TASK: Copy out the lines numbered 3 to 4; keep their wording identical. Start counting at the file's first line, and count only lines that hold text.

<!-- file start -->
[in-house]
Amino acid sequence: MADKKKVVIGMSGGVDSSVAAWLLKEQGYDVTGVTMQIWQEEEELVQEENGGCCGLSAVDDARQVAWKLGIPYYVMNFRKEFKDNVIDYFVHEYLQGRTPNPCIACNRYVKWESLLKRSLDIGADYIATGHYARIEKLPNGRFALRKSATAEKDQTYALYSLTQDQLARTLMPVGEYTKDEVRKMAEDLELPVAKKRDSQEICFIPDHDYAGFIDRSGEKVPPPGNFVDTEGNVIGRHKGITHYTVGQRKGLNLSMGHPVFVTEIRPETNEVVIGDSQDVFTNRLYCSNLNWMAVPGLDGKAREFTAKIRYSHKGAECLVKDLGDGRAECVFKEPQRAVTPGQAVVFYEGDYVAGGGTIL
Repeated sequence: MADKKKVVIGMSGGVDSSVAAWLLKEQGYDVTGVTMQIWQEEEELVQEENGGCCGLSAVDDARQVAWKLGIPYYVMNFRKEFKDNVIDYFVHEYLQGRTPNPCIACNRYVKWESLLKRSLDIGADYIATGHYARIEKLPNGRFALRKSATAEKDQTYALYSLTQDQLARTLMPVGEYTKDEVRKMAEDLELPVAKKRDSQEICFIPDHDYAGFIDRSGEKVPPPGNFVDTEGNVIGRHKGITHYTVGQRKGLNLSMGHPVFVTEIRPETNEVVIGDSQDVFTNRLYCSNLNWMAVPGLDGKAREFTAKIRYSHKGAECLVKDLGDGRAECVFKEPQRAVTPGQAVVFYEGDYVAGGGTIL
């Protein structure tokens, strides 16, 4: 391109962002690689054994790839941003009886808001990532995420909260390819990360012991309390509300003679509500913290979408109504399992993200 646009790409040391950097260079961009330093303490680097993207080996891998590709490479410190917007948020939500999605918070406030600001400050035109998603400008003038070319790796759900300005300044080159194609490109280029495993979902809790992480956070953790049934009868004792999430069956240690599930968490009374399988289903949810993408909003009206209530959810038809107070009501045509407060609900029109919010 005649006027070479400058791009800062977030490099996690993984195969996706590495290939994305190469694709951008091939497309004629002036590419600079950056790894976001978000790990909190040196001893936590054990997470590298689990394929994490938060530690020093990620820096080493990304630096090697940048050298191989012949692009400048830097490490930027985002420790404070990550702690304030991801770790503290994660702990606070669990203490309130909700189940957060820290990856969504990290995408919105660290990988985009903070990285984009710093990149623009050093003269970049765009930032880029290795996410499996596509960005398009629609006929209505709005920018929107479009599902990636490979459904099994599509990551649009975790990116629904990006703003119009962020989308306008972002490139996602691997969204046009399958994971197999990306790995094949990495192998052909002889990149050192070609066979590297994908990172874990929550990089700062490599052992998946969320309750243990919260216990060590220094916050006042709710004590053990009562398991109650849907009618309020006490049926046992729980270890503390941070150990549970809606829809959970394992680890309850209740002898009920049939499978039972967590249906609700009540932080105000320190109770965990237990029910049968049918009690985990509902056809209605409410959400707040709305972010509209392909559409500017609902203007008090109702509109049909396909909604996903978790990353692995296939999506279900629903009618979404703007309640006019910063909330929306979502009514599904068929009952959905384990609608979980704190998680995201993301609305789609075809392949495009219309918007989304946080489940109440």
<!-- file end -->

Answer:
Repeated sequence: MADKKKVVIGMSGGVDSSVAAWLLKEQGYDVTGVTMQIWQEEEELVQEENGGCCGLSAVDDARQVAWKLGIPYYVMNFRKEFKDNVIDYFVHEYLQGRTPNPCIACNRYVKWESLLKRSLDIGADYIATGHYARIEKLPNGRFALRKSATAEKDQTYALYSLTQDQLARTLMPVGEYTKDEVRKMAEDLELPVAKKRDSQEICFIPDHDYAGFIDRSGEKVPPPGNFVDTEGNVIGRHKGITHYTVGQRKGLNLSMGHPVFVTEIRPETNEVVIGDSQDVFTNRLYCSNLNWMAVPGLDGKAREFTAKIRYSHKGAECLVKDLGDGRAECVFKEPQRAVTPGQAVVFYEGDYVAGGGTIL
């Protein structure tokens, strides 16, 4: 391109962002690689054994790839941003009886808001990532995420909260390819990360012991309390509300003679509500913290979408109504399992993200 646009790409040391950097260079961009330093303490680097993207080996891998590709490479410190917007948020939500999605918070406030600001400050035109998603400008003038070319790796759900300005300044080159194609490109280029495993979902809790992480956070953790049934009868004792999430069956240690599930968490009374399988289903949810993408909003009206209530959810038809107070009501045509407060609900029109919010 005649006027070479400058791009800062977030490099996690993984195969996706590495290939994305190469694709951008091939497309004629002036590419600079950056790894976001978000790990909190040196001893936590054990997470590298689990394929994490938060530690020093990620820096080493990304630096090697940048050298191989012949692009400048830097490490930027985002420790404070990550702690304030991801770790503290994660702990606070669990203490309130909700189940957060820290990856969504990290995408919105660290990988985009903070990285984009710093990149623009050093003269970049765009930032880029290795996410499996596509960005398009629609006929209505709005920018929107479009599902990636490979459904099994599509990551649009975790990116629904990006703003119009962020989308306008972002490139996602691997969204046009399958994971197999990306790995094949990495192998052909002889990149050192070609066979590297994908990172874990929550990089700062490599052992998946969320309750243990919260216990060590220094916050006042709710004590053990009562398991109650849907009618309020006490049926046992729980270890503390941070150990549970809606829809959970394992680890309850209740002898009920049939499978039972967590249906609700009540932080105000320190109770965990237990029910049968049918009690985990509902056809209605409410959400707040709305972010509209392909559409500017609902203007008090109702509109049909396909909604996903978790990353692995296939999506279900629903009618979404703007309640006019910063909330929306979502009514599904068929009952959905384990609608979980704190998680995201993301609305789609075809392949495009219309918007989304946080489940109440």